The Checklist Manifesto, Writing, and Resilience


27 Dec 2011

I just finished Atul Gawande’s Checklist Manifesto, and as a writer, I am thinking about ways of applying the checklist approach to my writing.

Gawande is a prolific writer, somehow finding the time alongside his surgeries and research to write excellent articles for the New Yorker and three books over the past several years.

Oddly, though, he never even mentions the idea of applying his checklist approach to writing. He does talk about how many professionals feel that their particular speciality isn’t amenable to checklists because it requires too much intuition or quick thinking or creatively or inspiration or whatever other kind of quality you might think of that seems not amenable to taming with a checklist. Of all professions, writers might be the most prone to this kind of thinking.

That thinking is, in many ways, exactly right—and exactly why checklists are so crucial, Gawande argues. The checklist is to make sure you’ve ticked all the boxes for the numerous relatively easy-to-do things, freeing up your mind to deal with the really tough stuff. (In that way, it seems similar to Getting Things Done, with its emphasis on writing down items instead of carrying them around in your head.)

And I think that writing a good news article, or feature story, or book also includes a bunch of relatively simple steps that you need to do to make it good. You also need some kind of indescribable magic to make the piece truly excellent. But the rest of the stuff should fit onto checklists. I’m going to try to figure out how best to do this, at least to compensate for my own biases and recurrent failures as a writer.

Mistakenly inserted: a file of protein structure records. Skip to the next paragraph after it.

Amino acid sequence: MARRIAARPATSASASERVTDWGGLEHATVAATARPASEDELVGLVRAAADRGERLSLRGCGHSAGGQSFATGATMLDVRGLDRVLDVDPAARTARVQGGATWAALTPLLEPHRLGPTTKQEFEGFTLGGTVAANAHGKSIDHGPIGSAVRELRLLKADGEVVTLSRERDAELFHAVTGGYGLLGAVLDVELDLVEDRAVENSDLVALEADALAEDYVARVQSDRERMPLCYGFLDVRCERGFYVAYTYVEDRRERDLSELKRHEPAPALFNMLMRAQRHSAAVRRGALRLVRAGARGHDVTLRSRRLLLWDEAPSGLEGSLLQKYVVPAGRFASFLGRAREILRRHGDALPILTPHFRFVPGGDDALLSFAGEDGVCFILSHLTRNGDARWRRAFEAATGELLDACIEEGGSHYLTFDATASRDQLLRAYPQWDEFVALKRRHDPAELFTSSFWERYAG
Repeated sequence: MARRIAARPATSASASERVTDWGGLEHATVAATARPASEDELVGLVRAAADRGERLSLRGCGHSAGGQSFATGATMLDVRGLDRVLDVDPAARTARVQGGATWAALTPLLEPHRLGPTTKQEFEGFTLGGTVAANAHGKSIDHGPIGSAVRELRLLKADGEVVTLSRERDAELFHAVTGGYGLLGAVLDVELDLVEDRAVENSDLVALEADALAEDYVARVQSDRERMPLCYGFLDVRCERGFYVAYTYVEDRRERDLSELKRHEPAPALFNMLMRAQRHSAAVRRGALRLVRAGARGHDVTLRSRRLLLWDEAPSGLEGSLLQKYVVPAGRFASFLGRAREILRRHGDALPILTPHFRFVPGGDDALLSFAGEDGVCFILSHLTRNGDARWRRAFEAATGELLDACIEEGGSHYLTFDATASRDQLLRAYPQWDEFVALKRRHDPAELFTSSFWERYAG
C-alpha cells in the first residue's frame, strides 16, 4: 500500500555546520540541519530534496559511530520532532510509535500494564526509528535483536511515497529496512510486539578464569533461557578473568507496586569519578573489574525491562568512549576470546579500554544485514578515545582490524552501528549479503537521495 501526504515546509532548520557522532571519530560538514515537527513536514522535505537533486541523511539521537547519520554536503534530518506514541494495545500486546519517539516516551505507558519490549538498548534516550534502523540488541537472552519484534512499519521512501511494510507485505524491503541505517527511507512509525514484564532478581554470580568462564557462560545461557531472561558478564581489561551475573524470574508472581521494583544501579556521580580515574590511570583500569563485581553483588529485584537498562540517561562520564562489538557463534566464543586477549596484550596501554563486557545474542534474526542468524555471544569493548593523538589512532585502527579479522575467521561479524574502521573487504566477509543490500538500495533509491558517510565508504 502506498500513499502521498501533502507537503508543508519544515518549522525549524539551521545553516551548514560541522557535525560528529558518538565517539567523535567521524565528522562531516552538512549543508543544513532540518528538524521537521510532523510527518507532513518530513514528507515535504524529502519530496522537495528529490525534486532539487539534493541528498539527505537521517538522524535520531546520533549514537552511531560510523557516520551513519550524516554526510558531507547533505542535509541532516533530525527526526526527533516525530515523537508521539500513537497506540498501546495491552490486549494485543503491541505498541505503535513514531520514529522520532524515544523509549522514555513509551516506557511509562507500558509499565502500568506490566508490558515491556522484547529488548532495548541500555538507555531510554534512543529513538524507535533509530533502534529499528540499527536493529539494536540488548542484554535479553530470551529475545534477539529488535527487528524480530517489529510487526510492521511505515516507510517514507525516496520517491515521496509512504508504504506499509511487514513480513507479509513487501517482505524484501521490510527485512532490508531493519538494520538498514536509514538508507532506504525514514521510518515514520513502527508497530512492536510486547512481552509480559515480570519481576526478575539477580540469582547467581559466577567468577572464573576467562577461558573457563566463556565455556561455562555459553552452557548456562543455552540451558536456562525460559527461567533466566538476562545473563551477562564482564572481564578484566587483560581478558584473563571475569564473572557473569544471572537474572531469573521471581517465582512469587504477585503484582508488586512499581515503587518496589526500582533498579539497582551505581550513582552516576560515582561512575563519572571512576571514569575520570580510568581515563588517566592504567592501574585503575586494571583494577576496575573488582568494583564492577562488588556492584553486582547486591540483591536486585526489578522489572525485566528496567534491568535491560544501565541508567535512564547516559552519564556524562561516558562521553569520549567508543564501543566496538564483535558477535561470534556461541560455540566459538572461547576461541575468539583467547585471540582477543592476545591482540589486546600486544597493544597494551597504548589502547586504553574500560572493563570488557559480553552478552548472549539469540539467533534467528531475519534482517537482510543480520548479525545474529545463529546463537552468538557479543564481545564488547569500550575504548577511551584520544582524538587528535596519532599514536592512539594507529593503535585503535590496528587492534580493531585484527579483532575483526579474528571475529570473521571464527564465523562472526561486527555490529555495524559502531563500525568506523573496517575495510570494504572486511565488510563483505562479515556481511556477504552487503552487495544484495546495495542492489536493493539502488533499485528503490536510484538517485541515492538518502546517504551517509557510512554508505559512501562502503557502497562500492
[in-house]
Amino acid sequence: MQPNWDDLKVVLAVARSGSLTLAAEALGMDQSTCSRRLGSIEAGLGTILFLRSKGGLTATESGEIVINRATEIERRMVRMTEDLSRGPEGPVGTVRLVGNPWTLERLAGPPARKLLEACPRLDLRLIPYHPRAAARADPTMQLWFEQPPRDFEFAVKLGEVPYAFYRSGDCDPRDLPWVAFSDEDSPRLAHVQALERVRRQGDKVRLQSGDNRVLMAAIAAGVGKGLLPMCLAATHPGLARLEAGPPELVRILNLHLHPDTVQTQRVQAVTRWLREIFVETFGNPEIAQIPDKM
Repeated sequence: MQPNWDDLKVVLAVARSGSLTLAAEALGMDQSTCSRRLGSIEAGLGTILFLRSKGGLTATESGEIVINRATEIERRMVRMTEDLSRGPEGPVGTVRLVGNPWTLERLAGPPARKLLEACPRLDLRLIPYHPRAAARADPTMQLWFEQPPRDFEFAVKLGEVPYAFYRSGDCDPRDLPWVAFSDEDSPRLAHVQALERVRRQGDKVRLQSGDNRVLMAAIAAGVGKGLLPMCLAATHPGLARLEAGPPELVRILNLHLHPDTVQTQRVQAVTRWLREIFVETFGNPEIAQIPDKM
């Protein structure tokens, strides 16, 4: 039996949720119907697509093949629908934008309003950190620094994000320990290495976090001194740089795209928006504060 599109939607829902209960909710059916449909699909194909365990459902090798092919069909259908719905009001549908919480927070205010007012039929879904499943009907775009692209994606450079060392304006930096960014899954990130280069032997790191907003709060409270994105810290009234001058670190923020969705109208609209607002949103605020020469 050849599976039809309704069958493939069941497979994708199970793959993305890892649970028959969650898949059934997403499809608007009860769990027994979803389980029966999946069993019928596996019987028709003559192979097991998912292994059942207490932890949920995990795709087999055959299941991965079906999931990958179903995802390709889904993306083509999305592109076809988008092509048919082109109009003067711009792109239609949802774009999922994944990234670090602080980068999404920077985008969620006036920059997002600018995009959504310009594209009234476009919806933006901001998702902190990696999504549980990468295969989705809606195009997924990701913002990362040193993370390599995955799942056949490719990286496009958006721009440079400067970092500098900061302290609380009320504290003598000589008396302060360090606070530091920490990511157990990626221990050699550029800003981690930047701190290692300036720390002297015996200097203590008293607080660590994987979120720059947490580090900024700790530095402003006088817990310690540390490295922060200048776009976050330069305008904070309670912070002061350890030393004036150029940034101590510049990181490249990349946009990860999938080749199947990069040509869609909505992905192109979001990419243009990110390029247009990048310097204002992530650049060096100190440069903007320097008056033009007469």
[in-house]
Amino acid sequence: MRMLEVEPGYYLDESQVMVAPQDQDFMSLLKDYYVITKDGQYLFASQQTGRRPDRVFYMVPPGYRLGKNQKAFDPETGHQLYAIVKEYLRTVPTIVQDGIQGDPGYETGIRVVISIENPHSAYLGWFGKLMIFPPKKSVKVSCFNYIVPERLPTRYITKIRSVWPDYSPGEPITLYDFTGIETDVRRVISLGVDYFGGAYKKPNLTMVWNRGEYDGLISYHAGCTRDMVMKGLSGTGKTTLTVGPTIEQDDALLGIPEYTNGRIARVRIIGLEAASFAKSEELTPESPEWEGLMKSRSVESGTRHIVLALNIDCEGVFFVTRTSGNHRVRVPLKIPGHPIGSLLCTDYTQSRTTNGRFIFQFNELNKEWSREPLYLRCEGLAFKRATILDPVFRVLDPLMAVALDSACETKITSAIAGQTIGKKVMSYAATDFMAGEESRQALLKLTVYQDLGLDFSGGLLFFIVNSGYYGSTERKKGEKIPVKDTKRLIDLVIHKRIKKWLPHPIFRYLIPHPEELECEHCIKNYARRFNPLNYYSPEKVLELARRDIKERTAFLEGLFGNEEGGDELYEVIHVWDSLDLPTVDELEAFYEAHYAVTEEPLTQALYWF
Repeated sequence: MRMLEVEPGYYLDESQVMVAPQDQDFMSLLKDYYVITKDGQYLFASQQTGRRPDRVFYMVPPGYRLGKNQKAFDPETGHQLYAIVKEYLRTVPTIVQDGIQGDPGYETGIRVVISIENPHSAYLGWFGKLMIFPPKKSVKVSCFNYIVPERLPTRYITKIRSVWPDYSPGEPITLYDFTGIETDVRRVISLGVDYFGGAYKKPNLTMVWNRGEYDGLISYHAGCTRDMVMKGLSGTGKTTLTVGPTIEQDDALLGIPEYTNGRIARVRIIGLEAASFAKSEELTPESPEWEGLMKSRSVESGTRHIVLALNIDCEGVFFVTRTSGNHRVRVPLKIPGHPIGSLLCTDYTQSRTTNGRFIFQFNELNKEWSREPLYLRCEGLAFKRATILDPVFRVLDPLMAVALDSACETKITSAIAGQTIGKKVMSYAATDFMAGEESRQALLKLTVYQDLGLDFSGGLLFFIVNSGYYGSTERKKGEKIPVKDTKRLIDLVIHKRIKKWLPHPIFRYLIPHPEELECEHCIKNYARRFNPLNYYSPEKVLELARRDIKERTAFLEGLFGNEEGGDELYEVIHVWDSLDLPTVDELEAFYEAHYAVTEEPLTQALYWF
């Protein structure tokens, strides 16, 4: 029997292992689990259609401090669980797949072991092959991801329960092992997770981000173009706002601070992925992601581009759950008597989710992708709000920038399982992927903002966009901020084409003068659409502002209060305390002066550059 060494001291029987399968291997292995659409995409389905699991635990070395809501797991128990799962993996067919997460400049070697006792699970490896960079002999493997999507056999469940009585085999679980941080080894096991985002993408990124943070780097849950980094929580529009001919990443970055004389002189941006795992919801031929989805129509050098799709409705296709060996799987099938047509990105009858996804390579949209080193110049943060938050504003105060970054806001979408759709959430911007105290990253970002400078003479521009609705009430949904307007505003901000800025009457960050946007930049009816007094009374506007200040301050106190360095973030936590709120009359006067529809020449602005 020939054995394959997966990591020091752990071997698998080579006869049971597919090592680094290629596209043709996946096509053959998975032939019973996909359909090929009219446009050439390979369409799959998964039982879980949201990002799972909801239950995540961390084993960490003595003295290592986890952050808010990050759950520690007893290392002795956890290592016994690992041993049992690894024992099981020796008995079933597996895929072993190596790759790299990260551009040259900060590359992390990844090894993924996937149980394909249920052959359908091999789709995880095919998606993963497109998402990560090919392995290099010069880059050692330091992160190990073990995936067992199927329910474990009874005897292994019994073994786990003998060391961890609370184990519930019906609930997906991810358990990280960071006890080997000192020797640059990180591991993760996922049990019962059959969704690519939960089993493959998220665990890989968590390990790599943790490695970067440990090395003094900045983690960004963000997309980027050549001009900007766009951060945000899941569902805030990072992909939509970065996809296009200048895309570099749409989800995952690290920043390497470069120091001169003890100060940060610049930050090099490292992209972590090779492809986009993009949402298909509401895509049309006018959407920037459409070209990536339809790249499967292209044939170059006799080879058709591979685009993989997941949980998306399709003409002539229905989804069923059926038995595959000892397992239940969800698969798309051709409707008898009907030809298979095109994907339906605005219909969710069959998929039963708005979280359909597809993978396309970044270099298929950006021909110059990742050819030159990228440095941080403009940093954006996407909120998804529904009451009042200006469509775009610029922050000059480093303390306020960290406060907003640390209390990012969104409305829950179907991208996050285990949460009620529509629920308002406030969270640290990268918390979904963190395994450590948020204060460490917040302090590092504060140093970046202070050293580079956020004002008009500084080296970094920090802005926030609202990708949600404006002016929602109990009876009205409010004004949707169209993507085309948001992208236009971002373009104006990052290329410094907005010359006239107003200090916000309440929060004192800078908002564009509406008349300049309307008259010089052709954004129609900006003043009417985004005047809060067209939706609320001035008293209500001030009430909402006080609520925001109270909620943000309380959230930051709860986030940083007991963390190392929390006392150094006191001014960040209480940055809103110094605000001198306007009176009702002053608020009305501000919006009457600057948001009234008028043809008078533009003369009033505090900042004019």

The way that Gawande sums up the benefits of checklists, the best word to capture it is “resilience.” That’s because it prevents little things from bringing down the whole endeavor—like forgetting to give a patient antibiotics before surgery—and when things do go terribly wrong, the preparation that checklists ensure can help you bounce back and save the situation.

How checklists might work for writing, I’m not sure exactly. I’ve got some ideas, but need to hash them out. Wish me luck. However it goes, I’ll write about it.

bookshelf

books I've read on failure & grace

The World Without Us
The Last Oil Shock: A Survival Guide to the Imminent Extinction of Petroleum Man
Zeitoun
A Paradise Built in Hell: The Extraordinary Communities That Arise in Disaster
Hell and High Water: Global Warming--the Solution and the Politics--and What We Should Do
The Worst Hard Time: The Untold Story of Those Who Survived the Great American Dust Bowl
The Tipping Point
Three Cups of Tea: One Man's Mission to Promote Peace... One School at a Time
The Upside of Down: Catastrophe, Creativity and the Renewal of Civilization
Out of Poverty: What Works When Traditional Approaches Fail
The Little Ice Age: How Climate Made History, 1300-1850
Confessions of an Eco-Sinner: Tracking Down the Sources of My Stuff
Deep Economy: The Wealth of Communities and the Durable Future
The Geography of Bliss: One Grump's Search for the Happiest Places in the World


Mason's favorite books »

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